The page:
Swedish collecting society STIM has reported income generated from abroad reached an all time-high in 2005.

Swedish collecting society STIM has reported income generated from abroad reached an all time-high in 2005.

According to its preliminary accounting figures, 282 million kronor ($35.6 million) was collected from oversees in 2005, up 16% from the previous year. The previous best was 270 million kronor ($34.1 million) in 2001.

"For over ten years music written by Swedish composers reaped big success in the U.S. as well as Germany, England, Holland and France," STIM's director of information and communications Margita Ljusberg says. Ljusberg adds that the figures illustrate a "sensational upturn" following three years of "gradual decline."

The enduring international popularity of ABBA was again in focus last year. The legendary pop band's "Dancing Queen" was the most-played Swedish song in England, according to STIM. The sample of "Gimme! Gimme! Gimme! (A Man After Midnight)" in Madonna's worldwide hit "Hung Up" and the ongoing success of the musical "Mamma Mia!" were also strong points.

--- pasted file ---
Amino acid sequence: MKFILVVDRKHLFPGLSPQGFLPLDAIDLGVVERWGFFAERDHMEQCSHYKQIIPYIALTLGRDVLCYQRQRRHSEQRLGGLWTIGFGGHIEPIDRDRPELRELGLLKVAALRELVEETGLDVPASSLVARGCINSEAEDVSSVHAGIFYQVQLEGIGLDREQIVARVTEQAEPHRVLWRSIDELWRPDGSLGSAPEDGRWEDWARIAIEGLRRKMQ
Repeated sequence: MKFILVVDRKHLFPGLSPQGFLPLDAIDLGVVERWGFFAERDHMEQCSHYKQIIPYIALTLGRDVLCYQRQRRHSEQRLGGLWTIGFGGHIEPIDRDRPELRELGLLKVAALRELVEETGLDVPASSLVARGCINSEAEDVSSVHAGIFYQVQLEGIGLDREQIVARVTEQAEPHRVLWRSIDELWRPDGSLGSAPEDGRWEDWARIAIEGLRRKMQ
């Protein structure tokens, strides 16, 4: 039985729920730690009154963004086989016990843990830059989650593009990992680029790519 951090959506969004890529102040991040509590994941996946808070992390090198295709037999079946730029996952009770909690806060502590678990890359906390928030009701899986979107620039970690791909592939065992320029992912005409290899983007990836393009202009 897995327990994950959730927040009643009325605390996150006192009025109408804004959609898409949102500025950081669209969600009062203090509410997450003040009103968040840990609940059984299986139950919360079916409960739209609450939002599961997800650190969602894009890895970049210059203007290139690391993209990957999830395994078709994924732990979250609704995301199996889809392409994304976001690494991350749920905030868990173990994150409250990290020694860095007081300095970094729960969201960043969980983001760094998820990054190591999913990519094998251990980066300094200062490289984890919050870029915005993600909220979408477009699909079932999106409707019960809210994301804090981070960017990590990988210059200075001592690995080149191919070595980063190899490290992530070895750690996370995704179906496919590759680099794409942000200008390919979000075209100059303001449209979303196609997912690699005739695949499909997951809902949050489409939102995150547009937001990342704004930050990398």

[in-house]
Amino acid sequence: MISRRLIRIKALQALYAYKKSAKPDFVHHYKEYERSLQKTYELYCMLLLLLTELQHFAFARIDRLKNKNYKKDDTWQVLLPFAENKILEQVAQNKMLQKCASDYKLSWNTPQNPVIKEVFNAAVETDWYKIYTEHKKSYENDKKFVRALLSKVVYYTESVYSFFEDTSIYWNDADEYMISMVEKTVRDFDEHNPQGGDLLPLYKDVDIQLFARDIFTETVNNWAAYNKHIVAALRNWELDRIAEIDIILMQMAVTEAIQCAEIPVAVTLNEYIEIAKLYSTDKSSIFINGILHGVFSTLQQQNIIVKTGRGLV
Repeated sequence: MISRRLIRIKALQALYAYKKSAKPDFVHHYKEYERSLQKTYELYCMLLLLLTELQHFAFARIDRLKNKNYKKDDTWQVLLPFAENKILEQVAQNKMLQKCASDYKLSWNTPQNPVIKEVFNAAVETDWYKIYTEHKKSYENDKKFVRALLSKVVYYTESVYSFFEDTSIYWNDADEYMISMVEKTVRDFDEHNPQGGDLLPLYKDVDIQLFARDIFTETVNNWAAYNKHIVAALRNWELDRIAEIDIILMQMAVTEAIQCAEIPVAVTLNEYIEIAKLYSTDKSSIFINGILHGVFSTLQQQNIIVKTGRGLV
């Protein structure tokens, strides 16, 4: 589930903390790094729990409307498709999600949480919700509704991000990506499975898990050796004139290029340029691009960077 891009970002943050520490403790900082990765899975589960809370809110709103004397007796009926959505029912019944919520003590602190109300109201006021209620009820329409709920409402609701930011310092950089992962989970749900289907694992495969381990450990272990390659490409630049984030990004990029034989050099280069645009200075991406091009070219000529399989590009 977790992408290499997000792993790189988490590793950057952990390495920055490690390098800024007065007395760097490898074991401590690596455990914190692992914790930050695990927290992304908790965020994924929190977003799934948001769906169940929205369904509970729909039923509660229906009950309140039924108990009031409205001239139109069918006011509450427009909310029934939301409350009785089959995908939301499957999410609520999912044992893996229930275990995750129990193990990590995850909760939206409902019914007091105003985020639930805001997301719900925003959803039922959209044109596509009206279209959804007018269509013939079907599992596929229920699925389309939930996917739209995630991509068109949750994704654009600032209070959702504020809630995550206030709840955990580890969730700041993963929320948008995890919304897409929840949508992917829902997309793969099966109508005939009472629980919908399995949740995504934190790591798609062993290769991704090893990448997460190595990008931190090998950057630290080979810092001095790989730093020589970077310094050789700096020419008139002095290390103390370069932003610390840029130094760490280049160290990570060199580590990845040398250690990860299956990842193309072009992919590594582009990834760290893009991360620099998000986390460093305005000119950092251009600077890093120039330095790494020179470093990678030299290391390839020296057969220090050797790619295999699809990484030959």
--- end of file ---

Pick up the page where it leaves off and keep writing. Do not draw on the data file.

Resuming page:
The society also highlights rising Swedish artists Eric Prydz, who had a hit with the dance track "Call On Me," and José González, whose breakout single "Heartbeats" was written by Karin and Olof Dreijer of the local electronic group the Knife.

"The mixture and the number of the songs that generate the significant increase in revenue from abroad shows the strength of STIM's repertoire which is unique in an international perspective," the organization's CEO Kenth Muldin comments.

A comprehensive final report will be issued April 15.

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